‘Widening gap’ between London and rest of country in language GCSEs, warns report

'Widening gap' between London and rest of country in language GCSEs, warns report

A widening gap is emerging in the take-up of language GCSEs between pupils in London and the rest of the country, a new report has warned.

London is the only region in the country where the percentage of pupils taking language GCSES has risen over the past three years, according to a study published today by the British Council.

Inner London has seen the steepest rise from 62 per cent in 2014, to 65 per cent last summer, and outer London has seen the only other rise, from 60 to 61 per cent over that time.

The north-east had the lowest uptake, at just 43 per cent of pupils taking a language GCSE in summer last year, down from 45 per cent in 2014.

The north west saw a drop from 51 per cent three years ago to 48 per cent last year, and the east Midlands from 49 per cent to 46 per cent.

The many pupils in London who speak English as an additional language (EAL) or were multi-lingual made learning other languages “normal” in the capital, said Rachel MacArthur, a modern foreign languages consultant for the Harris Federation multi-academy trust.

“When your friends in school speak lots of other languages, you think it’s normal to learn other languages, which might not be the case elsewhere.”

Historically higher funded schools and better wages for graduates in London had also allowed modern foreign languages (MFL) departments to remain strong, she told Schools Week.

Suzanne Graham, professor of language and education at the University of Reading, said MFL subjects were perceived to be “academically difficult”, particularly in poorer areas of the country, and were often avoided by schools who were fearful of bad results.

The 10 local authorities in the country with the highest proportion of pupils who took a language GCSE last summer were all in London, except for York which ranked ninth.

Hammersmith and Fulham, and Newham, both had 75 per cent of pupils take a language GCSE, followed by Kensington and Chelsea (72 per cent), and Barnet (70 per cent). In York, 67 per cent of all GCSE pupils took a language.

The very lowest participation in GCSE languages in the country was the Isles of Scilly, off the Cornish coast, at just 13 per cent.

It was one of only two authorities in the south among the bottom 10 authorities, along with the Isle of Wight, which came ninth at 34 per cent. Second lowest in the country was Middlesbrough (28 per cent) in the north east, followed by Blackpool, in the north west (29 per cent), Sandwell in the west Midlands (30 per cent) and Oldham again in the north west (32 per cent).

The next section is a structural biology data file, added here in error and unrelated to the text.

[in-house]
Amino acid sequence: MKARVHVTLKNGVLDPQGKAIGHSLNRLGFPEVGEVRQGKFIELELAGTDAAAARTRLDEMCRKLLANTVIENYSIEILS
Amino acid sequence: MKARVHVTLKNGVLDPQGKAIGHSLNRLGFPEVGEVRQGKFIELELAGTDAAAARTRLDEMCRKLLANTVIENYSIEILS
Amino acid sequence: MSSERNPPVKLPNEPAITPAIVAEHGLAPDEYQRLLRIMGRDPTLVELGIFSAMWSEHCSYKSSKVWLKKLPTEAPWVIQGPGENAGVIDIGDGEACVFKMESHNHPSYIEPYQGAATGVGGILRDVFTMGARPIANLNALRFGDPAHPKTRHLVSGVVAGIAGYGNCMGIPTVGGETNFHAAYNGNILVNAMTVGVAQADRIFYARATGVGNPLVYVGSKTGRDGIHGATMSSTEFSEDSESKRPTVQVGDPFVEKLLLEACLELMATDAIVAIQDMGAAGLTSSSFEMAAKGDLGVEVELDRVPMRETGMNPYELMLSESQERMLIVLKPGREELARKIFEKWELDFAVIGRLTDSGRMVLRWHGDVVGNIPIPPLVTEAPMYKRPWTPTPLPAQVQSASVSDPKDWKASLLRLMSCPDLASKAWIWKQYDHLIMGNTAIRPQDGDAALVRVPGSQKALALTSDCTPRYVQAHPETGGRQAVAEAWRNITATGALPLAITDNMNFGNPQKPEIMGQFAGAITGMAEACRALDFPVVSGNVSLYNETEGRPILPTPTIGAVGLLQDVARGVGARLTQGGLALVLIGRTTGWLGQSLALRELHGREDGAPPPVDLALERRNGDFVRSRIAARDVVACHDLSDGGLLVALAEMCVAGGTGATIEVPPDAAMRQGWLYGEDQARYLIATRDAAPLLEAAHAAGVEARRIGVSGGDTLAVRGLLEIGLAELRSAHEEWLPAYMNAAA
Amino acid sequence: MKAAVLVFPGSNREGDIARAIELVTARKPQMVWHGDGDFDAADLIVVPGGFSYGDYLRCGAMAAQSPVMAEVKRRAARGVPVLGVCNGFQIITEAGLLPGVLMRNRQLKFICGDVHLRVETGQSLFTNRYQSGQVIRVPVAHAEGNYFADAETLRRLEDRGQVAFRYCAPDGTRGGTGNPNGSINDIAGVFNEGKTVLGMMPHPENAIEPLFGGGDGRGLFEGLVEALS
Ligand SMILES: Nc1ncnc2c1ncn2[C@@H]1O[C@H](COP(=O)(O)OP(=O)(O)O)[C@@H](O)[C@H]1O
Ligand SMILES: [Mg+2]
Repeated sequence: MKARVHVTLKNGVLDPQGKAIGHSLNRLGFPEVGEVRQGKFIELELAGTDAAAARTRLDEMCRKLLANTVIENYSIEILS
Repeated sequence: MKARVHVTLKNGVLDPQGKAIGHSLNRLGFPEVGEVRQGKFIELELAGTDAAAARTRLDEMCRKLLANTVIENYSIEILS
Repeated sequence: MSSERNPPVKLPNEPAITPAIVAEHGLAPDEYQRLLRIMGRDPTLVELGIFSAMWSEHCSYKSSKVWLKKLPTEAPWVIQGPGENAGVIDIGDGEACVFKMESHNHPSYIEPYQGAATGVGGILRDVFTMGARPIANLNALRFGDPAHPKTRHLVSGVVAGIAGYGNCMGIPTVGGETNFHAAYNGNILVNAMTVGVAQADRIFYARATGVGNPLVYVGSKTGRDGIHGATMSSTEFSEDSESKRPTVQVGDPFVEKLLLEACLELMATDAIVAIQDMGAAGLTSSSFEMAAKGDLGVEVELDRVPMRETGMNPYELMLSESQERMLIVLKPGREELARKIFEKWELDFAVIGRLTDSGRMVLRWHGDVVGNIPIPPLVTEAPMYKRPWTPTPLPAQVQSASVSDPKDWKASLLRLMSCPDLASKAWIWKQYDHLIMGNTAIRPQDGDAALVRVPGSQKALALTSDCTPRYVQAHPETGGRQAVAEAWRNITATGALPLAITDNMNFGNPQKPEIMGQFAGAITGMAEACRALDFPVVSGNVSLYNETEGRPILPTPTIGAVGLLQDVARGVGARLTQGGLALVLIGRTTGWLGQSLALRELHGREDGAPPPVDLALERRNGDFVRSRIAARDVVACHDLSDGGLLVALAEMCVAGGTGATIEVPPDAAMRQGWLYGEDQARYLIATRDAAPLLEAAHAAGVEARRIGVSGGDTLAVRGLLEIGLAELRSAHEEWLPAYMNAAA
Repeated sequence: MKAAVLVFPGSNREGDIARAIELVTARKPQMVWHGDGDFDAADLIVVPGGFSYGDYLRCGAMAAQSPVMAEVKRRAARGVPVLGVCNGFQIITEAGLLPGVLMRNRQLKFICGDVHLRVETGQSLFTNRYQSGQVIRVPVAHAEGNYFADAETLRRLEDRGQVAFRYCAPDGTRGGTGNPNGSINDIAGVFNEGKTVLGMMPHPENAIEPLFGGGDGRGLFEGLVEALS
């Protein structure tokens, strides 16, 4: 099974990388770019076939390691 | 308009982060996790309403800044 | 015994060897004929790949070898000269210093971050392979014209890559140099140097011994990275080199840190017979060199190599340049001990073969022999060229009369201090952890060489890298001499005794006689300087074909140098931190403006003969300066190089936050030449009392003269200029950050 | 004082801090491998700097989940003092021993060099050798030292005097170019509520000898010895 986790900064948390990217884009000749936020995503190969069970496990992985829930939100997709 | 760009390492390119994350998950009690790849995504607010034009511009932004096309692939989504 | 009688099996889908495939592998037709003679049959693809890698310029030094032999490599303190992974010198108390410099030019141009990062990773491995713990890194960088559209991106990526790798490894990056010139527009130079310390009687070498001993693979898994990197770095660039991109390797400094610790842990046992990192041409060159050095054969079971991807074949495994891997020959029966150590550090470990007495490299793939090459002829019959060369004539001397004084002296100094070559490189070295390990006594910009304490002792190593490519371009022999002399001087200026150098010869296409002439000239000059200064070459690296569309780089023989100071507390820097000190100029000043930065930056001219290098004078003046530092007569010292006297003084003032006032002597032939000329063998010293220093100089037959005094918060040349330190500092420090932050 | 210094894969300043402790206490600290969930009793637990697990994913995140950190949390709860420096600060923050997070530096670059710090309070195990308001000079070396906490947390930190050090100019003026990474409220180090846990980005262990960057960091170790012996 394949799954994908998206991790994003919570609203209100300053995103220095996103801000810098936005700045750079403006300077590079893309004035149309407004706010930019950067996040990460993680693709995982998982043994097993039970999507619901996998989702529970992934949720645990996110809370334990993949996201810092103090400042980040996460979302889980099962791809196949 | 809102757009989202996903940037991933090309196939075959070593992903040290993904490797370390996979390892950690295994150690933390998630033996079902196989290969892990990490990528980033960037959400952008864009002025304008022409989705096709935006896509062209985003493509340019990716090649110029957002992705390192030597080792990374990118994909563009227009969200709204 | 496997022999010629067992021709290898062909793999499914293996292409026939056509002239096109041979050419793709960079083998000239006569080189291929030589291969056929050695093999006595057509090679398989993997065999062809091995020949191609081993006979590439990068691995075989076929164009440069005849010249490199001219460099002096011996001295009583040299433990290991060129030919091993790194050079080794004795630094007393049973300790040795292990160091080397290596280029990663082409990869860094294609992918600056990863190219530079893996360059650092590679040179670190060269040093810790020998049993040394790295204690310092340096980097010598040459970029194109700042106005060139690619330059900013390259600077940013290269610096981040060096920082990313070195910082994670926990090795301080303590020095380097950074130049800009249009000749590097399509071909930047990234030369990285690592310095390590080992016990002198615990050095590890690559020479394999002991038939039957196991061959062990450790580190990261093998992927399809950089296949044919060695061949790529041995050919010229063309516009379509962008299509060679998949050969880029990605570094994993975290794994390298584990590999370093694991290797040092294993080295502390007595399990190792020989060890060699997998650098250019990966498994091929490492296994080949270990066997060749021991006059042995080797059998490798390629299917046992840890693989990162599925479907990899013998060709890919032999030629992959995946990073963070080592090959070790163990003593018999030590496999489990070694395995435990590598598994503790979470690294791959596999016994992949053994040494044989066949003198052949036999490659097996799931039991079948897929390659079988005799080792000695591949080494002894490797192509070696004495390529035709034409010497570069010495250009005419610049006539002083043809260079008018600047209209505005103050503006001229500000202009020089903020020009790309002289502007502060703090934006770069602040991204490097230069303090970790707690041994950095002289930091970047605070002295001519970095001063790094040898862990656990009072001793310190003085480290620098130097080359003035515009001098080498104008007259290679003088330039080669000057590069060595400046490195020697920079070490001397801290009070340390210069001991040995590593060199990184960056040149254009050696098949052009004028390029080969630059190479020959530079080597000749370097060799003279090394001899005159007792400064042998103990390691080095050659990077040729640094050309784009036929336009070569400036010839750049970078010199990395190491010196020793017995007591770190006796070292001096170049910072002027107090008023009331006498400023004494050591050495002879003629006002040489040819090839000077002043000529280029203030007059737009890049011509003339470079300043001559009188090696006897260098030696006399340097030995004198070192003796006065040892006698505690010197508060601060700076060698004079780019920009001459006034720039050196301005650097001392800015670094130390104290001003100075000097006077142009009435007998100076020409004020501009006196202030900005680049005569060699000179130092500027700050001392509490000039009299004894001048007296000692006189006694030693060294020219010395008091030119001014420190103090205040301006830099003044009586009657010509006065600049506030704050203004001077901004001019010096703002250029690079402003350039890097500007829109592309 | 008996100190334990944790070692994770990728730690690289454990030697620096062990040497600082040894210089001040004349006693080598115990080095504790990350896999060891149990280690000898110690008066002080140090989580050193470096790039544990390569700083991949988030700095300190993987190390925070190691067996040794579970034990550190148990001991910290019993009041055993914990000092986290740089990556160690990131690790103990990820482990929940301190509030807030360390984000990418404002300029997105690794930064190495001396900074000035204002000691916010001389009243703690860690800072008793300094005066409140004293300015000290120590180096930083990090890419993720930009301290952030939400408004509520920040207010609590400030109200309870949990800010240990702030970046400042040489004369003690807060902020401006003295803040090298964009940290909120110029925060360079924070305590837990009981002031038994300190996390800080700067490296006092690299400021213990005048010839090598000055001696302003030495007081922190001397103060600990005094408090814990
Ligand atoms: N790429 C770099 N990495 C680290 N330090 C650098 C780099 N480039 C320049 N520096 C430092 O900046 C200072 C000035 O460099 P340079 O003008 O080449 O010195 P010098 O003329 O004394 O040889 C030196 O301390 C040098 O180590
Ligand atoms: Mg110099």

It comes as Ofqual published figures yesterday showing pupil entries for languages has fallen this year compared to 2016. German had dropped by 12 per cent, French was down by 10 per cent and Spanish by three per cent.

Progress 8, which is now the headline measure for schools, appeared to have driven the changes, as pupils do not need to take all the EBacc subjects to fulfil the requirements.

It could be that languages are therefore being dropped again with the EBacc requirements made up by other subjects.

The government has consulted on returning the EBacc measure as a headline measure to try to combat this, and included the proposal in its manifesto.

Suzanne O’Farrell, curriculum and assessment specialist at the Association of School and College Leaders, said if the drop in languages was not reversed, poorer pupils and those outside London were at risk of reduced job prospects, particuarly in the light of Brexit.

Even fewer pupils were taking two languages than one, meaning a recruitment crisis for staff able to speak several languages was also “in the pipeline”, she said.

A spokesperson for the Department for Education said languages had become a compulsory part of the primary curriculum and the EBacc. As a result, the 200,000 fewer GCSE pupils studying a modern foreign language between 2002 and 2012 was a decline that was slowly being “reversed”, they said.